Mrs. Spelman: To ask the Secretary of State for International Development what assessment her Department has made of the humanitarian situation in East Timor; what financial support her Department provides to East Timor; and which organisations her Department supports that work in East Timor. 
Clare Short: An assessment of the Humanitarian situation in East Timor is included in East Timor's National Development Plan, which was described in my answer to the hon. Member's previous question. Full details of my Department's financial commitments to East Timor between 1999 and 2005 are given in the following table:
|United Nations: 1999 ballot||800,000||800,000|
|Humanitarian and Emergency Relief||6,500,000||6,500,000|
|United Nations Transitional Administration||4,500,000||4,500,000|
|United Nations: Support for 2001 Elections||500,000||500,000|
|World Bank Trust Fund (infrastructure)||8,000,000||8,000,000|
|Support for Developing the National Development Plan (NDP)||300,000||(|
|NDP Implementation 200205||12,000,000||4,000,000|
|OXFAM: Human Resource Development||1,890,000||590,000|
|Civil Society and International NGOs||67,831||25,809|
|Local Civil Society Organisations||450,000||94,579|
|UK share of European Commission Expenditure, 19992005(3)||19,728,000||14,200,000|
(3) Estimated UK attribution at 19 per cent. of EC expenditure in East Timor
Clare Short: Newly independent East Timor faces a number of challenges. The Government have prepared an excellent National Development Plan (NDP), which describes how these challenges will be addressed. The new nation, however, lacks the financial and technical resources to implement the Plan. Until revenues from offshore oil and gas exploitation come on stream, expected to be in 200607, it will be reliant upon financial and technical support from the international community.
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Donors have responded well and the NDP is fully financed for the next three years. It is only five months since independence and too early to judge the impact of the NDP. Initial activities have, however, started and Government, together with donors, will be reviewing progress later this month.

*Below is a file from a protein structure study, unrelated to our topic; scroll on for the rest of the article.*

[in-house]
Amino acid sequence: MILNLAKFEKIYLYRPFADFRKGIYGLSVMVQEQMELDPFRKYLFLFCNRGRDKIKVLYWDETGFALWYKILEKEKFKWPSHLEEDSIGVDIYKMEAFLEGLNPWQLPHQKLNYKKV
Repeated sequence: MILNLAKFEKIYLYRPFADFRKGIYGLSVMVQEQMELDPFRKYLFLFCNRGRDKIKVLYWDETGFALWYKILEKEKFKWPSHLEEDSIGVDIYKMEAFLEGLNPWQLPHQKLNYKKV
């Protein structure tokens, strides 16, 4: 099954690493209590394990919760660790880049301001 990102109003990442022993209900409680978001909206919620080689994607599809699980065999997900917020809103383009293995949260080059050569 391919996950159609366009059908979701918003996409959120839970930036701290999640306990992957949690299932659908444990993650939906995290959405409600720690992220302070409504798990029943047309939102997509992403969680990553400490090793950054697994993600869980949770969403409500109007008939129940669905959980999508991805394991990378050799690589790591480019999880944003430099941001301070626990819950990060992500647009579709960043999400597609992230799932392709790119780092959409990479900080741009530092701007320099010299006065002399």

Clare Short: This year my Department will provide grants worth #6.5 million to East Timor. The bulk of these funds, #4 million, is to help the Government of East Timor implement its National Development Plan. The balance comprises residual commitments to UN and World Bank Trust Funds established before Independence, plus #500,000 to support the activities of international and local Non-Governmental Organisations, including OXFAM.
Mrs. Spelman: To ask the Secretary of State for International Development what assessment her Department has made of (a) the health situation, (b) the education situation, (c) the employment situation and (d) poverty alleviation in East Timor. 
develop their National Development Plan (NDP). The plan includes a full analysis of the social and economic challenges facing the new nation, including health, education, employment and poverty, and contains the Government's proposals for addressing these. Donors and the international community have commended East Timor on the quality of the plan.
Donors have pledged sufficient funds to fully implement scheduled NDP activities for the next three years. DFID has contributed #4 million to the NDP this year and expects to contribute a similar amount in each of the next two years.
Clare Short: I met the Prime Minister of East Timor, Dr. Alkatiri, on 26 March this year, and Dr. Horta, the Foreign Minister, on 12 June. I have no further plans to meet members of the Government of East Timor in the current year.
Clare Short: My Department has had no discussions with Christian Solidarity Worldwide (CSW), nor have we received any proposals from them. The British embassy in Dili has had informal contacts with CSW.